I was quite surprised to find Andy Macnab’s telescope in an antiques saleroom: this was way back in 1995, in Beacon Marine Antiques, in Swanwick, near Hamble, UK. In fact the saleroom was in a barge, called the ”Bernadette de Lourdes”, moored on the Hamble River near Moody’s boatyard.
The telescope was made by Ross, and is engraved “Ross, London” and gives the serial Number 58140. I don’t know whether there is any reference book to find more data about these Ross serial numbers, maybe someone can tell me? Ross became part of Avimo in Taunton in 1975. It looks and feels like a 1930s built telescope. The feel is also just right, it’s relatively small, solid, easy to focus, light and easy to carry.
It is a two draw brass telescope, 24” long when extended, 10.5” closed, nearly 1.75” diameter. The barrel has a stitched leather covering, with a sunshade, and the objective lens cap has two holes to allow it to be retained with a leather thong or cord. The eyepiece has a sliding shutter to cover the lens. Inside, the lens cartridges are well engineered, and conventional. Bothe sliders are lined with felt, to give a very tight joint: the air inside is able to escape through an air exhaust hole under the sunshade.
The telescope came with its own leather case, which carries the initials AJM for AJ Macnab.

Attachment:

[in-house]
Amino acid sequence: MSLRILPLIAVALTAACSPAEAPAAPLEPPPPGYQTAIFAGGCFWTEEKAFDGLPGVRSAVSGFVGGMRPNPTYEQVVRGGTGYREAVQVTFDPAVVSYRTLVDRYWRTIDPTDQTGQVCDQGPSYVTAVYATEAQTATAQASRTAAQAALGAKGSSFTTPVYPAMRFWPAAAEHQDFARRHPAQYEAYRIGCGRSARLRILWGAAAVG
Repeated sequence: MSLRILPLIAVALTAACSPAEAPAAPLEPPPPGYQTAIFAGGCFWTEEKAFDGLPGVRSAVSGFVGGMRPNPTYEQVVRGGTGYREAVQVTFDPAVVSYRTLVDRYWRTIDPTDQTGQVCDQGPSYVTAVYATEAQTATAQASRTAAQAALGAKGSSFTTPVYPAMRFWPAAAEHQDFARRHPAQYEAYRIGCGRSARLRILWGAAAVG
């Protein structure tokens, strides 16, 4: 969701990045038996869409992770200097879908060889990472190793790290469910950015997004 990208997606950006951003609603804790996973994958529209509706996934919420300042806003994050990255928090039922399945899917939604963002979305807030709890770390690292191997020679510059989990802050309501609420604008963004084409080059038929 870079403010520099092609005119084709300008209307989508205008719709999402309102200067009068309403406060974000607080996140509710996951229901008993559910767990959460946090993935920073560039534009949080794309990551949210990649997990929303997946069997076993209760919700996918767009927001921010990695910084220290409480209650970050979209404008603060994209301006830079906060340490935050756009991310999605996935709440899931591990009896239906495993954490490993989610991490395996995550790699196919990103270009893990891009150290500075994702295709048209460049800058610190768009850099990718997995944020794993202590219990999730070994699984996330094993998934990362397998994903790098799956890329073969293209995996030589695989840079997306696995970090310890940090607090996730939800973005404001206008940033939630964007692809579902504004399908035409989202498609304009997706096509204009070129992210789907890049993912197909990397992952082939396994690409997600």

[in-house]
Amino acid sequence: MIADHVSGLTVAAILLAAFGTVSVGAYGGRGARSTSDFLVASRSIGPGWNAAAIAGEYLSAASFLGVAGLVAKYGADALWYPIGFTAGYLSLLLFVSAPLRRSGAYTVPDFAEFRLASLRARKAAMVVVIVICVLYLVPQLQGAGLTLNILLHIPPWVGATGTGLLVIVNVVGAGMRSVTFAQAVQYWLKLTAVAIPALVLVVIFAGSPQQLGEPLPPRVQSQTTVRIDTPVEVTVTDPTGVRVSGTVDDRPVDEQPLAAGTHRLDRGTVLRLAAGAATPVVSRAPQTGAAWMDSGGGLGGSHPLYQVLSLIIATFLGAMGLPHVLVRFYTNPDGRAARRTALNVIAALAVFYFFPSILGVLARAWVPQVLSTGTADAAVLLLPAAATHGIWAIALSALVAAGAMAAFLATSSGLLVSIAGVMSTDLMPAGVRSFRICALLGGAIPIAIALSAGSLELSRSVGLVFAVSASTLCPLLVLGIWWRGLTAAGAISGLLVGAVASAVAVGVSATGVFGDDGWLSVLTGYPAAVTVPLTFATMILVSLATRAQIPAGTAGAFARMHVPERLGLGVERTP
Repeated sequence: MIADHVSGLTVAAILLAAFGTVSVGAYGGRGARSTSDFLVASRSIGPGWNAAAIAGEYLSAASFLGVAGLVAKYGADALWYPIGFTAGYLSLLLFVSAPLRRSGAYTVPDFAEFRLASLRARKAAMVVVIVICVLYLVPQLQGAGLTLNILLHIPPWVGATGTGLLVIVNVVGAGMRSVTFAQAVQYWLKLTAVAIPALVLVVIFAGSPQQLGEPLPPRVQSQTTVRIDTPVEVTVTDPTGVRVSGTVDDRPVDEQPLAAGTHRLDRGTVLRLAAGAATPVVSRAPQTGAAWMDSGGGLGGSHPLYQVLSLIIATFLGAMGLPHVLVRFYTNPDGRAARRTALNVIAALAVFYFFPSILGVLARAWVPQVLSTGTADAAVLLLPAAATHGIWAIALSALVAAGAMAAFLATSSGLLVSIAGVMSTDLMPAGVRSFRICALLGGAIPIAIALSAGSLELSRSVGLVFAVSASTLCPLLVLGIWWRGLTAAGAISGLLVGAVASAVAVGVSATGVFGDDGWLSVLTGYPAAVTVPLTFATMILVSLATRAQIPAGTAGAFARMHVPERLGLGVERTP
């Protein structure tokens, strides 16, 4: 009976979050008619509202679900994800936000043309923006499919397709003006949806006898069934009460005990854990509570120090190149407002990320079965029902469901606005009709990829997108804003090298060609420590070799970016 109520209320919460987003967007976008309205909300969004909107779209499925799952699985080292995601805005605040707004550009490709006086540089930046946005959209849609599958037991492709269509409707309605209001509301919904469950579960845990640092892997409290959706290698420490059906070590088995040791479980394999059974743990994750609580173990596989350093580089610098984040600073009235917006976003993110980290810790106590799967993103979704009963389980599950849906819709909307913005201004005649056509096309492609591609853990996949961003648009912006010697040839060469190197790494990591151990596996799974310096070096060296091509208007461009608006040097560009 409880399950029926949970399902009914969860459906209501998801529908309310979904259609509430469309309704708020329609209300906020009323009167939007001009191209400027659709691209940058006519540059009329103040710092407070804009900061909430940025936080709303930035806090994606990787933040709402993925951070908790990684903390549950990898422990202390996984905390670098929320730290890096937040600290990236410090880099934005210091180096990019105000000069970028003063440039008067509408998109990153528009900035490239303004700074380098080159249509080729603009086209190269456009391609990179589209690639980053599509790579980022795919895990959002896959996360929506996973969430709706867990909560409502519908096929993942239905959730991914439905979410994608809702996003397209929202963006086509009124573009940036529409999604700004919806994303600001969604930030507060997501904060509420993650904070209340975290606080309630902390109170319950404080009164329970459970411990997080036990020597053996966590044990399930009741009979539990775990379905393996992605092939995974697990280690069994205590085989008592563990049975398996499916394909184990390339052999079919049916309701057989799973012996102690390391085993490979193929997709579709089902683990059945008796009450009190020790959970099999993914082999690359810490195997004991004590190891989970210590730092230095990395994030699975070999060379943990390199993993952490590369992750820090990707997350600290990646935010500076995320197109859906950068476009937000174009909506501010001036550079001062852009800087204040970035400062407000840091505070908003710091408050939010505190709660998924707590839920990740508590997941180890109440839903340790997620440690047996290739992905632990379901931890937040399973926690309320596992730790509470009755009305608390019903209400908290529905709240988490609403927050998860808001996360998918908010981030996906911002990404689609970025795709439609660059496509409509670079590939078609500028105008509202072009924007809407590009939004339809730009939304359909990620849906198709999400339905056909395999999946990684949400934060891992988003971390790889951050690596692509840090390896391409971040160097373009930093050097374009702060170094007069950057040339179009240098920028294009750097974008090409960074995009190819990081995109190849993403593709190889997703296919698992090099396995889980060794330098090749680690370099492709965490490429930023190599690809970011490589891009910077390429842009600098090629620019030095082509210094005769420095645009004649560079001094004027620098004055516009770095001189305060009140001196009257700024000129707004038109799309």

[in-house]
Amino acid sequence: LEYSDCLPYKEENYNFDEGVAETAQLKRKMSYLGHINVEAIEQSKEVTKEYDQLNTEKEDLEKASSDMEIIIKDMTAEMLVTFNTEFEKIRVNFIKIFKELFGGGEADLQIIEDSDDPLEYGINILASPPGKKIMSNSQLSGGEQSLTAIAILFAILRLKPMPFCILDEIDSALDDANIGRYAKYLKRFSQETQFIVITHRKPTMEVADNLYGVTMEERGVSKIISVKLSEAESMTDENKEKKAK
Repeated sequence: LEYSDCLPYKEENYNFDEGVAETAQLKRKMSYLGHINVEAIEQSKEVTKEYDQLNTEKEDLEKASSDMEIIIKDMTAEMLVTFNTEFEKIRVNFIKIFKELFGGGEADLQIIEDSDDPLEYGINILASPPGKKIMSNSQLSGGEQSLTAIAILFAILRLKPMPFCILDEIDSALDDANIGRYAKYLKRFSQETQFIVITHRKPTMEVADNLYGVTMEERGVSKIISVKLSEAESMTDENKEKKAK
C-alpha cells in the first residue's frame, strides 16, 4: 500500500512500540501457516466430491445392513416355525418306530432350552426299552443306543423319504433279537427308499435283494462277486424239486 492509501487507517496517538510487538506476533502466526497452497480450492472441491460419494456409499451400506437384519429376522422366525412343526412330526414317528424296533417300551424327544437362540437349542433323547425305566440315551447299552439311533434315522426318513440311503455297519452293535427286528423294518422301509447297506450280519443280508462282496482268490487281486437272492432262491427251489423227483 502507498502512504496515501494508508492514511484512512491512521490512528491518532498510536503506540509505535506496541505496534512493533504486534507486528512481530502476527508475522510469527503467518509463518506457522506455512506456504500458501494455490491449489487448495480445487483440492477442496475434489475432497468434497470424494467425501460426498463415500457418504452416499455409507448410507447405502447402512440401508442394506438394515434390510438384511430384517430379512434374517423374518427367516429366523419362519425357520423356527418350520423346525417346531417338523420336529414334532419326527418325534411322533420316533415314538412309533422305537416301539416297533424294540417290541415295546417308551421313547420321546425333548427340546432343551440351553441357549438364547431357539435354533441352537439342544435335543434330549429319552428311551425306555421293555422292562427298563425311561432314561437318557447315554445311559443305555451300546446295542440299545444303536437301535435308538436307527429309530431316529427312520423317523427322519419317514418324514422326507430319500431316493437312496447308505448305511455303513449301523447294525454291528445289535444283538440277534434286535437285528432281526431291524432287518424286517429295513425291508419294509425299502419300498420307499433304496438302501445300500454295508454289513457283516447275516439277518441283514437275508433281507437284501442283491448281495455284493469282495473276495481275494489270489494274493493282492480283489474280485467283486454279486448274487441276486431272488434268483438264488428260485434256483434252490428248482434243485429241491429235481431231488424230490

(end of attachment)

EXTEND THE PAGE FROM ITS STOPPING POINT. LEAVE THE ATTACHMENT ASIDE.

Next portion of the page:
A J Macnab, the owner
Well, I wonder who AJ Macnab was? At least we know he was the owner, probably the first owner, as the telescope is engraved “A.J.Macnab, From A & J”. Presumably A & J were his parents, and it is reasonable to postulate that this was a gift maybe when AJM left home to join either his first ship or his first Regiment.
I have not found him as yet. It is not really likely that this was Andy McNab, the well-known author of “Bravo Two Zero”, and other stories about a Sargeant in the SAS in the Gulf War, as first this was just a pen-name, second, if he had this telescope when he joined the Army in 1930, he would have been about 80 years old in the Gulf War, and thirdly, he spelled his name in a different way! Plus if he was in the SAS, he surely would not have used a bright polished brass telescope when trying to hide in the desert sand!
This telescope has been one of the first choice units for me to take away on holiday, or on any leisure trip, for the past twenty years – usually accompanied by the Carpenter multi-draw, which fits better into an anorak pocket. It has also been to lots of air displays and events. It was acquired in 1995, and is Accession number 26.
Not a telescope I am going to part with!